‘Thank God for Alabama’ Now Has New Meaning | Jackson Free Press | Jackson, MS

‘Thank God for Alabama’ Now Has New Meaning


Ben Needham

Growing up in Mississippi, it seemed we were always competing with Alabama, Arkansas and Louisiana over which state could be the worst in education, health care, economic development and other vital issues. Most competitors try to be the best at their craft, but our competition was a race to the bottom.

The phrase, "Thank God for (insert the state name here)" is ingrained in our way of life and said with pride; yet the same phrase has often killed our demand for better leadership from state lawmakers. As a proud Mississippian, I have used this saying in debates with northern friends, friends from the competing states and other Mississippians. It is a saying I am trying to cut out of my vocabulary, not just because it has new meaning for me, but because I want all four states to get off the bottom. True competitors don't compete for 49th—they want to be the best.

Even though I am diligently trying to stop using "Thank God for Alabama," it seemed only fitting to use it in this piece. Both Alabama and Mississippi have finished their legislative sessions, and it was a year full of anti-LGBT legislation in both states. The Human Rights Campaign fought to defeat Alabama's seven anti-LGBT bills and the 12 measures in Mississippi. Alabama seemed poised to pass HB 158, the Child Care Provider Inclusion Act, which would have allowed discrimination against LGBT children and families, and would have let child-care agencies refuse to place children with loving LGBT families, including the child's own grandparent. HB 158 wasn't about protecting our children or religious freedom—this legislation was about discrimination, plain and simple.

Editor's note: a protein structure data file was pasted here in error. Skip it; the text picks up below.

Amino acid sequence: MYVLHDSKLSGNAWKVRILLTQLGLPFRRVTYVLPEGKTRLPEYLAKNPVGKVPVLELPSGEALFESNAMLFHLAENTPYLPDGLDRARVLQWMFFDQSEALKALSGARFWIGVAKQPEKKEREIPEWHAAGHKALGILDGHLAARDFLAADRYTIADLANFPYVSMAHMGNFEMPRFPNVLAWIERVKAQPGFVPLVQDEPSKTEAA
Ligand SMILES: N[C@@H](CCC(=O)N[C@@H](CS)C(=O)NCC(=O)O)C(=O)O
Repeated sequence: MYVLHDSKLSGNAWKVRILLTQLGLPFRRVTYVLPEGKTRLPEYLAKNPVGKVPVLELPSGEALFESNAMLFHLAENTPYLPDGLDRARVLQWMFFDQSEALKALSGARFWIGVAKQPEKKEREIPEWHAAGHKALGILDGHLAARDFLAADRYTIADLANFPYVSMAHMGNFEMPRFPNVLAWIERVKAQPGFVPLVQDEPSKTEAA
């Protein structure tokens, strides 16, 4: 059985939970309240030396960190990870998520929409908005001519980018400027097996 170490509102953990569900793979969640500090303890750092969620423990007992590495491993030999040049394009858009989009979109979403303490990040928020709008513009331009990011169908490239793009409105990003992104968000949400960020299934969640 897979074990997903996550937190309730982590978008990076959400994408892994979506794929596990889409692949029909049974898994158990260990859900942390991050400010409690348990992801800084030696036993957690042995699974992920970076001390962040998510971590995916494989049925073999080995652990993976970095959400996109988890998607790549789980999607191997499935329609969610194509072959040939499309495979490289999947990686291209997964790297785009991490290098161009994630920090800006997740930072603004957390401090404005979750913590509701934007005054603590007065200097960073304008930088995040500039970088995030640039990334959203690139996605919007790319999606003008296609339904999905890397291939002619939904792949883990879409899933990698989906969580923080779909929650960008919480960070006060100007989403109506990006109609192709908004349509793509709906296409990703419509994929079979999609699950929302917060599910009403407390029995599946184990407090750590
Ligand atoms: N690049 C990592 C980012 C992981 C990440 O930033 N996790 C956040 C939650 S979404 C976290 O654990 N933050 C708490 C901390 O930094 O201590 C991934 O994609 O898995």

In this case, I can use "Thank God for Alabama." The child care-services bill is dead, and fair-minded Alabamians can claim victory in stopping this attack on the LGBT community. Mississippi, on the other hand, chose to add discrimination to its state laws by passing HB 1523. The law, which goes into effect July 1, allows taxpayer-funded government employees to engage in Kim Davis-style discrimination against the LGBT community. Clerks and justices of the peace can refuse to give marriage licenses to same sex-couples. Businesses can refuse to provide flowers, cakes and other services to same-sex couples on the most important day of their lives.

Worse yet, the measure allows religiously affiliated food pantries, homeless shelters and other service providers to refuse to fully recognize same-sex couples and their families.

The law is an obvious attempt to nullify the U.S. Supreme Court's ruling in favor of marriage equality. Mississippi Lt. Gov. Tate Reeves had numerous chances to stop this horrendous piece of legislation and failed to listen to fair-minded Mississippians and the business community. Gov. Bryant, who has turned me and LGBT citizens away from his office, has yet to sit down with the LGBT community about HB 1523. Instead of standing in the doorway of the State Capitol with open arms, they stand at the state line turning away LGBT people and pro-equality businesses. While Alabama appears to want to move away from its dark past, Mississippi seems to want to relive its tainted history.

As a Mississippian, I have always defended my home state against people who have a negative perception of it, but that is getting harder and harder. I know there are great people in Mississippi who believe in equality for all; I have the pleasure to call some of them friends. HB 1523 does not reflect their views, and I thank them for their support of the LGBT community. More and more Mississippians are going to have to speak out against this discriminatory law if we expect leaders to repeal HB 1523. I congratulate Alabama for getting through another legislative session without adding hate to the state laws.

If Mississippi wants to know how to treat LGBT citizens, it can look east to Alabama. So today "Thank God for Alabama" has new meaning for me.

Ben Needham is the director of the Human Rights Campaign's Project One America initiative.

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